Repotting houseplants

Best Tips to Houseplant Repotting & Fertilizing

Moving can be stressful — you have to make sure you find the right space, bring along everything you need, and let go of the things that no longer serve you. The same goes for houseplants that need a new home!

To make sure you and your plant have a stress-free repotting experience, we put together a guide. Your indoor plant oasis will thank you for it!


When to Repot Plants

If a plant is in a container that’s too small, it can become root-bound, meaning the plant’s dense roots become too tightly packed in the container. When this happens, the roots can’t take up many nutrients from the soil, and the plant won’t be able to grow much bigger. This is why root-bound plants require repotting.

You can spot a root-bound plant if you see roots poking above the soil surface or out of drainage holes. A root-bound plant’s leaves might be brown or yellow and starting to wilt. You may also notice your plant hasn’t grown much recently.

In the greater Metro Phoenix area, it's generally best to repot houseplants during the cooler months, typically in early spring or fall. The extreme heat of summer can stress plants, making it harder for them to recover from the repotting process. 

  1. Repot in Early Spring or Fall: These are the ideal times as temperatures are more moderate, and plants can establish roots before the extreme heat sets in.
  2. Avoid Repotting in Summer: Repotting during the intense heat of summer can shock plants and make it difficult for them to adjust.
  3. Indoor Environment: If your houseplants are kept indoors and you maintain a consistent, comfortable temperature, you have more flexibility and can repot them at any time of the year.
  4. Proper Watering: After repotting, ensure the plants are adequately watered, but avoid overwatering, as newly potted plants need to establish roots first.

Overall, while it's possible to repot at any time if necessary, planning repotting around the milder seasons will give your houseplants the best chance to thrive.

How to Repot Houseplants

Whether you just picked up some new houseplants or the plants you’ve had for a while are starting to outgrow their containers, the process of repotting is the same.

  1. Choose a pot. Select a container one to two inches larger than the one the plant is currently in. If the pot is too small, the plant can remain root-bound or even topple over. If the pot is too big, the soil will stay too moist since the roots will not have expanded enough to absorb all that moisture.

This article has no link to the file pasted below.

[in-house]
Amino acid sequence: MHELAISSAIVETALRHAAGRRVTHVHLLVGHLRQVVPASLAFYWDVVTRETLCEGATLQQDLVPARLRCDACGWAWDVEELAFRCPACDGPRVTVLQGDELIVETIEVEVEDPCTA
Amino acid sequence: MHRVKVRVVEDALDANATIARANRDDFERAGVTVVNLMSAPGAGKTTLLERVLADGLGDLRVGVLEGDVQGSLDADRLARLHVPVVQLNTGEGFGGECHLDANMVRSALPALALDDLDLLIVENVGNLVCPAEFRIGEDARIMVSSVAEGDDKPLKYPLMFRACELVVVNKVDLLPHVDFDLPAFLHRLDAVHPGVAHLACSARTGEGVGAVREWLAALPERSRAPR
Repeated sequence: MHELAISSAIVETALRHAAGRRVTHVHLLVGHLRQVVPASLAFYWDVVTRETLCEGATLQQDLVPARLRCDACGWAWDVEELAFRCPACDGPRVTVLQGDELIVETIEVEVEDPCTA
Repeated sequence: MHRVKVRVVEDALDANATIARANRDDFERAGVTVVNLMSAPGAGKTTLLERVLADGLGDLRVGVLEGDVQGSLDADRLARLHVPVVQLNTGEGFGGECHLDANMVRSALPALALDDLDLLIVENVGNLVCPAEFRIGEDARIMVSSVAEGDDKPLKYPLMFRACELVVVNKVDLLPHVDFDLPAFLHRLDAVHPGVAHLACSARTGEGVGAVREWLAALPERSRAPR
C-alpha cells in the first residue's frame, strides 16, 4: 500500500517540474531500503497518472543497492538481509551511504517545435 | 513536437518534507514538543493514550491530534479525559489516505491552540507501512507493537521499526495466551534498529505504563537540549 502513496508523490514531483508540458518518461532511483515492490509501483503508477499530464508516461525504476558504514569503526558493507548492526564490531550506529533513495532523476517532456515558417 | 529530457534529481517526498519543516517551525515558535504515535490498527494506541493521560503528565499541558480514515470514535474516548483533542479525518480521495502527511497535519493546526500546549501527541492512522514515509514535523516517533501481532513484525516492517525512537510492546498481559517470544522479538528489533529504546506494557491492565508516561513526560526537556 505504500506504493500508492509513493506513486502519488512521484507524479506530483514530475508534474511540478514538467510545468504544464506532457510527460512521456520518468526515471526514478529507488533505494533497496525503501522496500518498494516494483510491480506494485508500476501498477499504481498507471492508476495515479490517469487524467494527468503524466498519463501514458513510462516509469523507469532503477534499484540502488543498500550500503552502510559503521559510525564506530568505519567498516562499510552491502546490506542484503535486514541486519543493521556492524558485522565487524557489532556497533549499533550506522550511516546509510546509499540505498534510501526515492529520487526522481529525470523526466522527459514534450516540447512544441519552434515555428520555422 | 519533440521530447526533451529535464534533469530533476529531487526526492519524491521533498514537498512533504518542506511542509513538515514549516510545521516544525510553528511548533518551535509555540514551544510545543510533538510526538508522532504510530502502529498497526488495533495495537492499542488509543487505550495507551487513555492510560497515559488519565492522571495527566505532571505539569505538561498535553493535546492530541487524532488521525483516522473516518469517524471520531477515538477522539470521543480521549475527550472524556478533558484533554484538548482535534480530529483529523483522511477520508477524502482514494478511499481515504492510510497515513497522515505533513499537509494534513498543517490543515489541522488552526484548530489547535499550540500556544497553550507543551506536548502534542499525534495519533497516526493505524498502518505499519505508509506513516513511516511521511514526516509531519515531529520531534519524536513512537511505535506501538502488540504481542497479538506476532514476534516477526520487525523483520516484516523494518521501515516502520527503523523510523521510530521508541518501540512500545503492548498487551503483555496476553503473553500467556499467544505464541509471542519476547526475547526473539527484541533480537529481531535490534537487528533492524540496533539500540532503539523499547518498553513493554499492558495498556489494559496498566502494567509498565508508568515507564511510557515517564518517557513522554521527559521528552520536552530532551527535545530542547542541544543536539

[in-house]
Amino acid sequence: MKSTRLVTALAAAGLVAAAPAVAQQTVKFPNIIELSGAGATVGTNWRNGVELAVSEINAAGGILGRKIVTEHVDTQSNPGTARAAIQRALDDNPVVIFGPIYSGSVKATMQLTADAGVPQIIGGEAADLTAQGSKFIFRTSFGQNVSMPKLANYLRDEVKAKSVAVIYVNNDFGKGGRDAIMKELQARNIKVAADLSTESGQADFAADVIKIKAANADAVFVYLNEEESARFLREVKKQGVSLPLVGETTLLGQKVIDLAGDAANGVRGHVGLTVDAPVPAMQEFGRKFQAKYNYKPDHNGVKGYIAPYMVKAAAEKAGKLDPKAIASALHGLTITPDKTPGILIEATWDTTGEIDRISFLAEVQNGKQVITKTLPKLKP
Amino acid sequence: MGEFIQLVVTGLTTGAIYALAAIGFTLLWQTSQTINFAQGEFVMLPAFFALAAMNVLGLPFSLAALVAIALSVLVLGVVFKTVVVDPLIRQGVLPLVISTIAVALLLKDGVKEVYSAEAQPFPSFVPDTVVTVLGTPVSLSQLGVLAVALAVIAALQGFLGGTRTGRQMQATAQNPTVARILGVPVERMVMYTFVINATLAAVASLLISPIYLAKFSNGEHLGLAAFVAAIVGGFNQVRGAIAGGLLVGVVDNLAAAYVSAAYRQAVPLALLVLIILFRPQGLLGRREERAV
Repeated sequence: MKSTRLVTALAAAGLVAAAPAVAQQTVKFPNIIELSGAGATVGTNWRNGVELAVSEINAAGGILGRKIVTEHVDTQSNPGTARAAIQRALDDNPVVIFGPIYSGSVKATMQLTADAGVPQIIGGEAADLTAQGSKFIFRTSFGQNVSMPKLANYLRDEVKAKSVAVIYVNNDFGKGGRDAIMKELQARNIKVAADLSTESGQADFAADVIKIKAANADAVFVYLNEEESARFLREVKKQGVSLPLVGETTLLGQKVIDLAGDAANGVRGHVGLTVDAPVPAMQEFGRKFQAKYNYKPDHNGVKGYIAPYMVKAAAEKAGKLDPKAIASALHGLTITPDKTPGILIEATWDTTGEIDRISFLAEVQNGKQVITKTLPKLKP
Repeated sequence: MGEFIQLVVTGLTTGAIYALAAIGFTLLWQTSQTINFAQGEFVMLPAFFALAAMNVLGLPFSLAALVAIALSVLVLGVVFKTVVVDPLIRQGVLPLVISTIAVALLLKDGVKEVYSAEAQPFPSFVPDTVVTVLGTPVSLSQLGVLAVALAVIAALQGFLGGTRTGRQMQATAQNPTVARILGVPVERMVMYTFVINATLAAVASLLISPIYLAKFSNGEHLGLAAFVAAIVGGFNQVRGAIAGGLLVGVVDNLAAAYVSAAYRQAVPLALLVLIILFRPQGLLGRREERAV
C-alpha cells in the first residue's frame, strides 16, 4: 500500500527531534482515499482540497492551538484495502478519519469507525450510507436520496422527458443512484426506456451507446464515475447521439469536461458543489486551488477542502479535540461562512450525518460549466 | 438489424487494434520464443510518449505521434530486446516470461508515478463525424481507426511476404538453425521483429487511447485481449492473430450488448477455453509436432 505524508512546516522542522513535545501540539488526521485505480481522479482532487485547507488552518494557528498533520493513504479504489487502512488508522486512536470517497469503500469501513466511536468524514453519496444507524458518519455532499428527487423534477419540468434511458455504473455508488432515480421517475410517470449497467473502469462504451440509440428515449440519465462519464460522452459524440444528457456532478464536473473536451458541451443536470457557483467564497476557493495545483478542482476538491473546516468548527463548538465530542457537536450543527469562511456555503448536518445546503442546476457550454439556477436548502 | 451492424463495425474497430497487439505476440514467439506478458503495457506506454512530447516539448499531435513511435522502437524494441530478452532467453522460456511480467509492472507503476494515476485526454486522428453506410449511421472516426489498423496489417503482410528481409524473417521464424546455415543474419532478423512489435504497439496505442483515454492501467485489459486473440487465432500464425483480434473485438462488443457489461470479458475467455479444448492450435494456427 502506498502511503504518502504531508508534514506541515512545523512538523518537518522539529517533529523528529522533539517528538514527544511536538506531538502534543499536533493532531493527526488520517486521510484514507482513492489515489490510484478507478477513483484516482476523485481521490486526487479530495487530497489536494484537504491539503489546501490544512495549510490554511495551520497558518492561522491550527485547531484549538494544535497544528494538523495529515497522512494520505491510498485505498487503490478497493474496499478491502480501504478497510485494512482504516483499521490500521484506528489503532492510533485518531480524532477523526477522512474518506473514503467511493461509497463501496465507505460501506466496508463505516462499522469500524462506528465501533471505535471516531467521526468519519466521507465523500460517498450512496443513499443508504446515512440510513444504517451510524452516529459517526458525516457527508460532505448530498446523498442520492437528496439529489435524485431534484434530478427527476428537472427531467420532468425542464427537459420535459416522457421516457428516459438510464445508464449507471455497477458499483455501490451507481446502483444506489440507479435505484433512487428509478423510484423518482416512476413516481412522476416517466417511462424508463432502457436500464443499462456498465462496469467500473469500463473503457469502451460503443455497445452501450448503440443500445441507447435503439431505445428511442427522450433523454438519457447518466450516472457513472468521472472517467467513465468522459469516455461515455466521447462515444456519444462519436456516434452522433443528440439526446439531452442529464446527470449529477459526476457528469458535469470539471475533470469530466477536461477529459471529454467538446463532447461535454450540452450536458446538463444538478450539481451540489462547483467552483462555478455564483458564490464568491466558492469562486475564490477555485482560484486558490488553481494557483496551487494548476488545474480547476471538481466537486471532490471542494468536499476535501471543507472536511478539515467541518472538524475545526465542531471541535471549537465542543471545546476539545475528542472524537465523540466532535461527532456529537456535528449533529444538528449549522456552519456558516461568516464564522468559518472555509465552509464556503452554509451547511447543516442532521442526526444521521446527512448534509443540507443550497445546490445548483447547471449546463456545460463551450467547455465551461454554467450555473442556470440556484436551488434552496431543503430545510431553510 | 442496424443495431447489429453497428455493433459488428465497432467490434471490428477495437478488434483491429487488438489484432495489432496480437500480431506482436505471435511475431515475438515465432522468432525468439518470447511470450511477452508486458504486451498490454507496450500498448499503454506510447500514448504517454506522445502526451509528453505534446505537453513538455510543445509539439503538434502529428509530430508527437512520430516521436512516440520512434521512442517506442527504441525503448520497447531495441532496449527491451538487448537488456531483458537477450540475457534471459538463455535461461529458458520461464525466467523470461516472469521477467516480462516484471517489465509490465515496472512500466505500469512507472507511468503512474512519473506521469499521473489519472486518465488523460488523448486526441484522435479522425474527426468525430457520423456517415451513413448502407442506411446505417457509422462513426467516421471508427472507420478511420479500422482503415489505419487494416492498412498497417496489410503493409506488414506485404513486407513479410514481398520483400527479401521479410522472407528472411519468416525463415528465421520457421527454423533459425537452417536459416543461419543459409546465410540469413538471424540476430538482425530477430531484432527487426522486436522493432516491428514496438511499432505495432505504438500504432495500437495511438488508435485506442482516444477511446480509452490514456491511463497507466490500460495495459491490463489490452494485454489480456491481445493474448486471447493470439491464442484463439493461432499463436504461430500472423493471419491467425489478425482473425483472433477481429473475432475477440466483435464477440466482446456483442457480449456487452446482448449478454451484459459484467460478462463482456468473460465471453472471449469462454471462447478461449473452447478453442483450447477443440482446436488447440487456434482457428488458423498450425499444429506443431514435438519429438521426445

2. Water an hour or two before repotting. This makes the upcoming move much less stressful for the plant.
  3. Prepare the pot. We highly recommend using pots with drainage holes. You can add a layer of potting soil directly into the container. Otherwise, you might want to consider adding a layer of rocks to the bottom, then add your soil on top of that. If you want to use a pot without a drainage hole, we recommend that you plant the pot in an insert so that you can remove the plant for easy watering and ensure proper drainage. Once back in your pot, you can add decorative moss to the top of the insert to hide it from view.
  4. Remove the plant from its old home. Turn the old plant pot sideways, and while gently holding the stems, tap the bottom of the container until it slides out. You may need to give a gentle tug on the base of the stems.
  5. Prepare the plant. If the roots are tangled, gently unbind them. Take the opportunity to inspect the roots for any sign of pests or roots that appear to be limp and rotted. Remove rotted roots with a very sharp pair of scissors for a clean cut. For adeniums and bonsai care, please refer to our blogs on those specific plants.
  6. Transfer the plant. Put the loosened roots into the center of the new pot and fill with soil. Pack the soil gently to avoid air pockets and root damage, then water the soil slowly to settle, add additional soil if needed. Pot the plant high in the soil, since the soil will continue to compact over the next 4-6 weeks.


When Should I Fertilize My Potted Plants?

Watering plants, though necessary, depletes nutrients in the soil. For houseplants, since they are in small controlled environments, nutrients aren’t being replenished in the soil like they are outside. Instead, we have to add these nutrients through fertilizing and using plant foods.

Instead of fertilizing after repotting in Arizona, wait at least a month after your plant has become comfortable in the new pot. After that month has passed, we recommend fertilizing every two weeks. For most species, Shultz Plant Food Plus is a great addition to give your houseplants the little boost they need.

In the winter, feed your houseplants with a time-release fertilizer like Osmocote Plus. After you apply it, each time you water the plant, the fertilizer is released into the soil, which feeds the plant for up to six months. We don’t recommend using water-soluble fertilizers in the winter, as this could burn the plant and roots if applied when the plant is dry.

As the summer heat approaches, it’s a great time to prepare your cool indoor getaway. Let us know if you need any new houseplants, tools, fertilizers or potting soil to get started!

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